We’re relying on thoughtful comments from the community to help expectant parents narrow down their name decisions. Thank you in advance for sharing your insight!
My husband and I are expecting our first child very soon – in June! We’re completely stuck on names.
Most of this is because my dream of a mother-in-law is obsessed with the idea that we’ll name him Brian, after my father-in-law.
When she first suggested it (over FaceTime, because of course we haven’t seen them in a year), we both sort of thought she was kidding. But it’s come up again and again, and she’s even referred to him as “little Brian” a few times.
At first we agreed that Brian maybe, possibly, might be the middle name. And now we’ve sort of decided it should be. But we agree that it’s just not his first name.
My husband, James, is named after his grandfather, so the idea isn’t completely out of the blue.
I’m not crazy about my super-trendy 90s name, and sharing it with a huge celebrity has been a mixed bag. But then, of course, I had to go and marry a man named James. (Jimmy/Jim as a child, but James by the time I met him.) And now we’re James and Taylor.
We want our son’s name to be a traditional name that everyone recognizes, that isn’t too trendy like my name, that isn’t too common like my husband’s name, and ideally won’t have a nickname. (Because my husband really dislikes it when people assume he’s Jimmy/Jim.)
And … it can’t be Brian, but it probably should work with Brian as a middle name. Names we mostly like, like Dylan, don’t sound great with Brian.
The baby’s last name will be tussle-with-an-R.
Can you help?
Please read on for my response and leave your thoughtful suggestions in the comments.
Congratulations on your new son!
It sounds like his middle name is set.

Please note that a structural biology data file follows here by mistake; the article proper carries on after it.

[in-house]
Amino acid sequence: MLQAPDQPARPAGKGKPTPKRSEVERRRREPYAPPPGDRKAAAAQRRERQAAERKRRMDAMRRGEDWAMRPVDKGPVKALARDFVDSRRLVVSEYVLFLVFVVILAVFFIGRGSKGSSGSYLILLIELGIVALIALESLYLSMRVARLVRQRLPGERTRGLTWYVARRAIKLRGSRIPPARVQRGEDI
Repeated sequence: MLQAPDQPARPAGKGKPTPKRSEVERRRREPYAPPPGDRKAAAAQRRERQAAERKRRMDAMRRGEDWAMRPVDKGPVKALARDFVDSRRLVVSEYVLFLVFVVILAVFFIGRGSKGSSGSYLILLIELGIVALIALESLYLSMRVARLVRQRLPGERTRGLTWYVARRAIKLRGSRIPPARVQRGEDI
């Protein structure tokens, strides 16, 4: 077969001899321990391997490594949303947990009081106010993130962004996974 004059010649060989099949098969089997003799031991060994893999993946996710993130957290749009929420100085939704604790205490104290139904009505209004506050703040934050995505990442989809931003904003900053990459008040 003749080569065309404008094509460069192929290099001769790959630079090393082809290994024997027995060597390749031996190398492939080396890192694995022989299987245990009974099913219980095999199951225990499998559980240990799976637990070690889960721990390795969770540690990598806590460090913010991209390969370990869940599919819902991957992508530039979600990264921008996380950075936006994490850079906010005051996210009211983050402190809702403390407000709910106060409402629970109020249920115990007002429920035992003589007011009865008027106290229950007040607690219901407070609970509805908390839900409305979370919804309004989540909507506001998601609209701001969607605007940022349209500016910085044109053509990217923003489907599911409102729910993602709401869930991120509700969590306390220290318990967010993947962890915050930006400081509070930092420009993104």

And while it’s sometimes infuriating to have a family name thrust upon you, it seems like you’re open to this one and accepting it gracefully – even if it’s been a little awkward along the way.
So we’re looking for a name that fits in the first spot: _____ Brian Tussle-with-an-R.
And it should be traditional, nickname-proof, and not too popular, right?
I’m wondering if you’re thinking of classic-classic names, like Peter or Edward? Or if your list is broader, encompassing names with roots, but not used in big numbers until recently, more like Beckett? I’ll mix a little of both in this list.
Because both Brian and your surname are two-syllable names, it might also be good to consider shorter or longer firsts. It’s not a must – and I haven’t stuck to the rule in my suggestions! – but it can making for a pleasing rhythm.
FIRST NAMES TO GO WITH BRIAN
Of course, Anthony can be shortened – a generation of Tonys promises us that. But an Anthony born today would share a playground with Sebastian-not-Seb and William-not-Will. The only little Anthony I know is about eight and has only ever been Anthony. It’s terribly dashing in full – in fact, it’s the name of the eldest Bridgerton brother.
I wouldn’t call Brooks classic in the James-Joseph-William sense, but it feels traditional, probably thanks to all those navy blue Brooks Brothers blazers. Brooks Brian is kind of fun to say together, too.
Just inside the current US Top 100, Everett fits with names like Oliver and Beckett. It’s current, but rooted in the past. And it’s rarely shortened.
A Hebrew name meaning gift, Jesse has a long history of use, but a very contemporary sound. It’s tough to pin Jesse to any single decade – a hallmark of a traditional name.
The first version of this list included Luke … until I said “Luke Brian” together, as in the country singer. But Jude has the same qualities – brief, complete, and distinctive.
There are so many handsome Max names, but it’s the three-letter original that remains most popular – but not too popular – in the US. It’s brief and complete, a name that requires no lengthening and permits no shortening. And while it’s current in the twenty-first century, it’s never really fallen out of use, either.
Pretty much every Samuel is a Sam, without exception. And some Sams really are just Sam. There’s also a handful named Samson or Samir. But my gut tells me that Samuel-called-Sam actually satisfies the spirit of your rules, if not the letter. It’s a handsome, down-to-earth, accessible kind of name that’s surprisingly versatile, as right for a surgeon as it is for an artist.
I’ll take the opposite approach here, and suggest Theo rather than Theodore. (Though much of the same logical applies with Theo/Theodore and Sam/Samuel.) The bright ‘o’ ending feels modern and unexpected. But no one could ever call Theo anything but a traditional favorite.
Overall, my favorite for you is Brooks Brian Tussle-with-an-R. But that’s based on the whole flow of the name. Plus, Brooks hits the nickname-proof mark exactly. But maybe Brooks feels a little less traditional than you’d like? In that case, my vote goes to Sam, even though I suspect you’d probably opt for Samuel Brian Tussle-with-an-R.